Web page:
Even when Stranger Things 2 struggles to join the dots, you can’t deny its charm

The charisma of the Netflix show’s young cast is still irresistable.

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Ask me to explain the supernatural story behind season one of Stranger Things and I might struggle. Something about a science experiment gone wrong, an alternative universe called the Upside Down, a monster called the Demogorgon. Was the CIA involved? But there are images that feel impossible to forget: four boys cycling in the dark, a recurring nosebleed, fairy lights strung over letters of the alphabet, a child’s body full of stuffing.

While the first season focused on mirroring and opposites – the real world verses the Upside Down – the second (called Stranger Things 2, to emphasise the show’s cinematic aspects) is more concerned with the state of being stuck in the “in between”, described in typical retro-tech terms as like a View-Master “caught between two slides”. A year after the events of the previous series, Will, Mike, Eleven, Nancy and Jonathan have escaped from the Upside Down, but still feel its presence and are unable to return fully to their old lives. Instead, they pretend everything is normal, a state of “compromise”, Hopper explains, of “in between, halfway happy”. Or, as Nancy puts it, “bullshit”.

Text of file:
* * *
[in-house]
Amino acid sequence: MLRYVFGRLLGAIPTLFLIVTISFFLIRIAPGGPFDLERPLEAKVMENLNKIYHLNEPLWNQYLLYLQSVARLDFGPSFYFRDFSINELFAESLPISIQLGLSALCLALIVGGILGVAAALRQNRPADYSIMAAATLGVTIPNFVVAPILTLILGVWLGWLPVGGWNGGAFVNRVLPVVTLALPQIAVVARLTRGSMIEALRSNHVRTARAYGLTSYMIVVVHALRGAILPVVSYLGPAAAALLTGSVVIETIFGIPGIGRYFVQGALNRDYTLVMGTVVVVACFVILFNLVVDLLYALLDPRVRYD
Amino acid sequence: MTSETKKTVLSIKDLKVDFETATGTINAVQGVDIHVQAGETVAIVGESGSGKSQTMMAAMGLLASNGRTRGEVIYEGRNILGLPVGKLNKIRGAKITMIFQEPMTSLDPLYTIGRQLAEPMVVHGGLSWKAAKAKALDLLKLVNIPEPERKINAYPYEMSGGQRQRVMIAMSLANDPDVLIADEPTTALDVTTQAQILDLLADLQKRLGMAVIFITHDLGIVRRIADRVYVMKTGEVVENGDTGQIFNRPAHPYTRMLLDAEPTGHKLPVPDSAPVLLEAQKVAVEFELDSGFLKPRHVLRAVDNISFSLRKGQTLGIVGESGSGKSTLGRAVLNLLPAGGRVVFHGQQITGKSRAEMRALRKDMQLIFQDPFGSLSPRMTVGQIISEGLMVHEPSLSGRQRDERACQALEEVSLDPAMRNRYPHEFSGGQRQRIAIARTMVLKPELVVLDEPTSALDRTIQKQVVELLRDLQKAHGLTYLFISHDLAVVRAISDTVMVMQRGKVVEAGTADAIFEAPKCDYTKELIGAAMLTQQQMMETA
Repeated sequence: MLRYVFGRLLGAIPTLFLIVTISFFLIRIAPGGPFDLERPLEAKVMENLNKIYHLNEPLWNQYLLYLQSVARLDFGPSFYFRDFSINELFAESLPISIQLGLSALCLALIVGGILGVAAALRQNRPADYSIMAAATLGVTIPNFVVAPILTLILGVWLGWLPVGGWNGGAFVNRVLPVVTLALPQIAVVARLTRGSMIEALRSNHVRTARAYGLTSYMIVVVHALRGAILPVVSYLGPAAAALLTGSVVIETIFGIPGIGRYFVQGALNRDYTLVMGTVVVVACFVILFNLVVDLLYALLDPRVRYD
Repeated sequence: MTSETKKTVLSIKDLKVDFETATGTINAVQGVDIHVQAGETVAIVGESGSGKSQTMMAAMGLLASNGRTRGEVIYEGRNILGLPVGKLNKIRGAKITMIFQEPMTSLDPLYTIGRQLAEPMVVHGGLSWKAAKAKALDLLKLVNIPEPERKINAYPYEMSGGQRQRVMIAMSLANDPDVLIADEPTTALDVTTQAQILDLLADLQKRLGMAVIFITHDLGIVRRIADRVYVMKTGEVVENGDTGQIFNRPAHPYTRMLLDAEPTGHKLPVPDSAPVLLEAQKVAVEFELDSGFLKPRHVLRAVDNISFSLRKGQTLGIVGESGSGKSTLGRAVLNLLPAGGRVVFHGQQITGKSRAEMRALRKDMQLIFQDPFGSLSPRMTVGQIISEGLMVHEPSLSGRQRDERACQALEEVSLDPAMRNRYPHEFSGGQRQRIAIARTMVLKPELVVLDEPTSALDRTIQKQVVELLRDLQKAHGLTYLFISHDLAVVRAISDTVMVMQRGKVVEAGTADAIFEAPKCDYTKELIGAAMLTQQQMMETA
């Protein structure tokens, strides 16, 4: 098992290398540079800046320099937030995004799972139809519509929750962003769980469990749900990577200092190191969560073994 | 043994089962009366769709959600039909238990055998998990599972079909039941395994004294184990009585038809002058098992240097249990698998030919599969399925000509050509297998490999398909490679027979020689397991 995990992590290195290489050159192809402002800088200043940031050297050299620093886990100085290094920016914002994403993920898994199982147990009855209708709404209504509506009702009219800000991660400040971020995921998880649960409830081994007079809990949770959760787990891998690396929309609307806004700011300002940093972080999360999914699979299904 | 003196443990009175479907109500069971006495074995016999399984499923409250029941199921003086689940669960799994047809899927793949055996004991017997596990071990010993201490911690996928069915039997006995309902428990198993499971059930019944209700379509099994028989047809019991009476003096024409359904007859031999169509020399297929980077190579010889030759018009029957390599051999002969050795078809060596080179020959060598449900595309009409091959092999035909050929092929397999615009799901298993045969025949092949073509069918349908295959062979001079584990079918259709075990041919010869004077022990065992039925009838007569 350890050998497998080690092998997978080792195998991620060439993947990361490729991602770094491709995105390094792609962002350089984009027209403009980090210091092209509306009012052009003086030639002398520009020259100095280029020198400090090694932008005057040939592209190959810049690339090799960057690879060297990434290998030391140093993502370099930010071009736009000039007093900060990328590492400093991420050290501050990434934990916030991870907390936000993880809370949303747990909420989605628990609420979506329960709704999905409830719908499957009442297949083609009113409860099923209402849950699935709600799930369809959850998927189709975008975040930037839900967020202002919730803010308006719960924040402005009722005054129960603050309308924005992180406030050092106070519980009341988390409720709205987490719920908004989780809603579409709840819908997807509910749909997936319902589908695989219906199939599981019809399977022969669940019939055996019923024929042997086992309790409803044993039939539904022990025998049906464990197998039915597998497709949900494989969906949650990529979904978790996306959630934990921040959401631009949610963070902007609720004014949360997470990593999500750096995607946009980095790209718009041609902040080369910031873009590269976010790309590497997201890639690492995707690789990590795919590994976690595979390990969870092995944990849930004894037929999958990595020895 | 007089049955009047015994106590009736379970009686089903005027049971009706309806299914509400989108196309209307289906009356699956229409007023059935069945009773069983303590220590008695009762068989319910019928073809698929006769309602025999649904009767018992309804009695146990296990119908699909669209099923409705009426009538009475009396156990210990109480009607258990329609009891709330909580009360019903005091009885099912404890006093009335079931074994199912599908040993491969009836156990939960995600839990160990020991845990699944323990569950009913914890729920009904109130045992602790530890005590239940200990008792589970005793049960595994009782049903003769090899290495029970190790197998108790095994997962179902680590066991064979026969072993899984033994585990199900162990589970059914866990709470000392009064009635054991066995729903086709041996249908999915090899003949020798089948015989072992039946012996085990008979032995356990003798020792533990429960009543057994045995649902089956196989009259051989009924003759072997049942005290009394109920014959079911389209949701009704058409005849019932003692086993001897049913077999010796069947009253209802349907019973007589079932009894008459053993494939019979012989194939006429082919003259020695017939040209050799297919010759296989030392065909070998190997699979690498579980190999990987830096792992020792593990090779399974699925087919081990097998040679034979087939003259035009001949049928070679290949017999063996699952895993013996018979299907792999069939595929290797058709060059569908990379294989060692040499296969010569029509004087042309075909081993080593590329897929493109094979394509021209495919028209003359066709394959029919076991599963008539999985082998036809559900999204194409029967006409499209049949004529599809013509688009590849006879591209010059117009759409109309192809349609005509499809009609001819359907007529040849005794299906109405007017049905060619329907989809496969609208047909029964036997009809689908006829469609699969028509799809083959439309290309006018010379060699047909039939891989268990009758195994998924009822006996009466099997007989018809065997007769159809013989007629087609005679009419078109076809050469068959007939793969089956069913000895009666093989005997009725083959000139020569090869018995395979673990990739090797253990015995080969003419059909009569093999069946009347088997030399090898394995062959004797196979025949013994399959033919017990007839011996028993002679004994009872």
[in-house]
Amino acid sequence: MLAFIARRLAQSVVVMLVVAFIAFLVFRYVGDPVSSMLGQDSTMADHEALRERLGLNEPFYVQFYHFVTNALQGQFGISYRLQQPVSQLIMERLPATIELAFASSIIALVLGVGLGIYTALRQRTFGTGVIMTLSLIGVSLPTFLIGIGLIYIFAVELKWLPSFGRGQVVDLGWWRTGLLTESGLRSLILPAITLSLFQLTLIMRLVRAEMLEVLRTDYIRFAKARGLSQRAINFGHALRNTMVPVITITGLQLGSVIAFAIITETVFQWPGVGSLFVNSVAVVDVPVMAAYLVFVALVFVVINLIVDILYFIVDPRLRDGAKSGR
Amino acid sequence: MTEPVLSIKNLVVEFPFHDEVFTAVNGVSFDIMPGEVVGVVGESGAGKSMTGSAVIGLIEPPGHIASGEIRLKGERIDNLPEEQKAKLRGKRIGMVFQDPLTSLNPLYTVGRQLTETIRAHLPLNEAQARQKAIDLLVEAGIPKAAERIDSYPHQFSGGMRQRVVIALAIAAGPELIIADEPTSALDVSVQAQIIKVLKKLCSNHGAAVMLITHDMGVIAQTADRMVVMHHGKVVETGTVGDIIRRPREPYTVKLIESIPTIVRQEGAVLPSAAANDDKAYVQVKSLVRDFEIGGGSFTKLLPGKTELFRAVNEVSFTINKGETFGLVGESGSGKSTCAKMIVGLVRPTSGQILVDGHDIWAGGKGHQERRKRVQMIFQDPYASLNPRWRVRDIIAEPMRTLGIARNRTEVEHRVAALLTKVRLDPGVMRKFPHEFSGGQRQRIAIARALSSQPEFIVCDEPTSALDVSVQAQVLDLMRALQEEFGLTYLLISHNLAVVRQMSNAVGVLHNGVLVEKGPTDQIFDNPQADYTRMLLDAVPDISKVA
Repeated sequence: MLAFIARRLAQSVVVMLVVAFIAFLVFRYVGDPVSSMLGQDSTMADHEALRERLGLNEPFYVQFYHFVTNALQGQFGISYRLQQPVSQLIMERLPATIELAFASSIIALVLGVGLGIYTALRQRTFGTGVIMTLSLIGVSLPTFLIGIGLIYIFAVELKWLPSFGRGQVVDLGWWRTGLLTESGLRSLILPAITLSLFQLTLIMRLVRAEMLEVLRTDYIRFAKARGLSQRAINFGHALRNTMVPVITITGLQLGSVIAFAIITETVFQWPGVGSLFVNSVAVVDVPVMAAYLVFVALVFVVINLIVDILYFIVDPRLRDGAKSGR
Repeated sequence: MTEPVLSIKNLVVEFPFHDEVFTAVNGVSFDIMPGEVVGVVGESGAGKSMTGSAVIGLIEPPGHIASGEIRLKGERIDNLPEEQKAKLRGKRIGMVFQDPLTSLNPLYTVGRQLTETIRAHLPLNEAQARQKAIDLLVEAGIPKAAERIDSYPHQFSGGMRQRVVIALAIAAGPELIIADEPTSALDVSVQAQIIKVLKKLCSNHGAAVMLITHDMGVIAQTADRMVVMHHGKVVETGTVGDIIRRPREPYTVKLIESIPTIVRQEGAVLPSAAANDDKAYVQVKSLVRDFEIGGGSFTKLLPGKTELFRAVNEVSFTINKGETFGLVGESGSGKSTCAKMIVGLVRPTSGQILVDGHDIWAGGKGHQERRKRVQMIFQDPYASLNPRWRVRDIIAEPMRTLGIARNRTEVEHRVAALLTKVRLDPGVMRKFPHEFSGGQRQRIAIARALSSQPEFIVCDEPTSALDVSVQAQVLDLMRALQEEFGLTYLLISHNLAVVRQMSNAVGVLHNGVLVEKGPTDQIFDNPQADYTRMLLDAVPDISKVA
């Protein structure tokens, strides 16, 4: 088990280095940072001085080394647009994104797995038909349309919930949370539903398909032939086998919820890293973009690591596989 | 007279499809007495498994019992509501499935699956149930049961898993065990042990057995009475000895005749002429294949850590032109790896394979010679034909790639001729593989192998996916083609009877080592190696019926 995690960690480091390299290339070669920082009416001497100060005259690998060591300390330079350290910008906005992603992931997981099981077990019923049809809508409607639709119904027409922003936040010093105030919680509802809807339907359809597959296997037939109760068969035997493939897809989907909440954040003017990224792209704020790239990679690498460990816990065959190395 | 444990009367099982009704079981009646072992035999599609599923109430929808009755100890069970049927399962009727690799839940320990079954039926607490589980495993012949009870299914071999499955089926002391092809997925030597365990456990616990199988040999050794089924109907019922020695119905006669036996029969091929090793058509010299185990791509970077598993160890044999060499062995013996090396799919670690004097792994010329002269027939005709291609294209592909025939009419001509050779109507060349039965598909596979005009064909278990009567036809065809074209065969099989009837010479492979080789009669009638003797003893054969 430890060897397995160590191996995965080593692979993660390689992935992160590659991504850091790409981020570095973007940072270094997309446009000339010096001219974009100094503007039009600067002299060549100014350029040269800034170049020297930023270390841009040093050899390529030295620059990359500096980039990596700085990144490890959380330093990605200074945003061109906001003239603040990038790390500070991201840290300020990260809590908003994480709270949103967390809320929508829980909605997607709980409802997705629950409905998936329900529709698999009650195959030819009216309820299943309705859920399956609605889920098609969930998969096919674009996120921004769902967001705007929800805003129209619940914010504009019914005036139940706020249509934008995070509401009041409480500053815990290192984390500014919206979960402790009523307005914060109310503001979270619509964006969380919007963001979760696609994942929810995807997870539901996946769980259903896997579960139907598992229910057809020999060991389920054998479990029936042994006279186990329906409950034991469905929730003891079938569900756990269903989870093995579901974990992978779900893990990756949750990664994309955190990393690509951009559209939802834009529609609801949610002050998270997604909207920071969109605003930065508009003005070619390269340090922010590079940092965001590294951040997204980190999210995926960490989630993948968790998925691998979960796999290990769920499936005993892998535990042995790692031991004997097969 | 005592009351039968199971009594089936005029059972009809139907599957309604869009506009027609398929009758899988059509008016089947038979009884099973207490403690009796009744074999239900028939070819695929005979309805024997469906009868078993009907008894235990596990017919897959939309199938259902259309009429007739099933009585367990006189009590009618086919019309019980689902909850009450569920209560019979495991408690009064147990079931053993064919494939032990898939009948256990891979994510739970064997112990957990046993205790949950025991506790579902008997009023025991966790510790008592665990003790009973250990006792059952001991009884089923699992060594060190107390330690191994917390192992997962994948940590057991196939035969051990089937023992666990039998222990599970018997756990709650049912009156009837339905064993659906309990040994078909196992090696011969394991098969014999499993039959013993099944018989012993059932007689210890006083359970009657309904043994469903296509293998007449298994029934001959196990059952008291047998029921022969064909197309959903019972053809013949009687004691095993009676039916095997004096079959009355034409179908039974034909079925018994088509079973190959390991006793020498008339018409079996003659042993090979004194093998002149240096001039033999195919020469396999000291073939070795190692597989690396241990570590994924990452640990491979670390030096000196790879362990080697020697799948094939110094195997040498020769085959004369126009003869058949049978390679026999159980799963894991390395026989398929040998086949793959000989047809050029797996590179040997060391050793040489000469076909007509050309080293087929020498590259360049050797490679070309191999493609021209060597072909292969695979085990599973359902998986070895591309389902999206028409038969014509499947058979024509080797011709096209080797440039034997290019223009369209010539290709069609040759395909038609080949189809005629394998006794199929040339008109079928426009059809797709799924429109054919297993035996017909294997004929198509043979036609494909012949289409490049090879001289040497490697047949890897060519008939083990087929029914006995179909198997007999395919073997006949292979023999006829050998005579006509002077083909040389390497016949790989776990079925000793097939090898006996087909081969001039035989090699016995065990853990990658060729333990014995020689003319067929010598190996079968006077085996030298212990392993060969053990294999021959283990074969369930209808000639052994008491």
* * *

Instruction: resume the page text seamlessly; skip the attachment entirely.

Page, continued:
The show continues to provide pitch-perfect 1980s period details and creepy, compelling images. As in the first season, though, it’s the “in between” that it struggles with – the larger story that connects the cliffhangers. But the charisma of the young cast (Gaten Matarazzo is irresistible as Dustin), and the love triangle between Nancy, Steve and Jonathan, pull you along even when the pace slows. Of the new additions, Sadie Sink as tomboyish heartbreaker Max and Goonies star Sean Astin as Joyce’s new goofball boyfriend are highlights. Even when Stranger Things 2 struggles to join the dots, it’s impossible to deny its nostalgic charm.

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Now listen a discussion of Stranger Things 2 on the NS pop culture podcast, SRSLY:

Anna Leszkiewicz is culture editor of the New Statesman.

This article appears in the 26 October 2017 issue of the New Statesman, Poor Britannia

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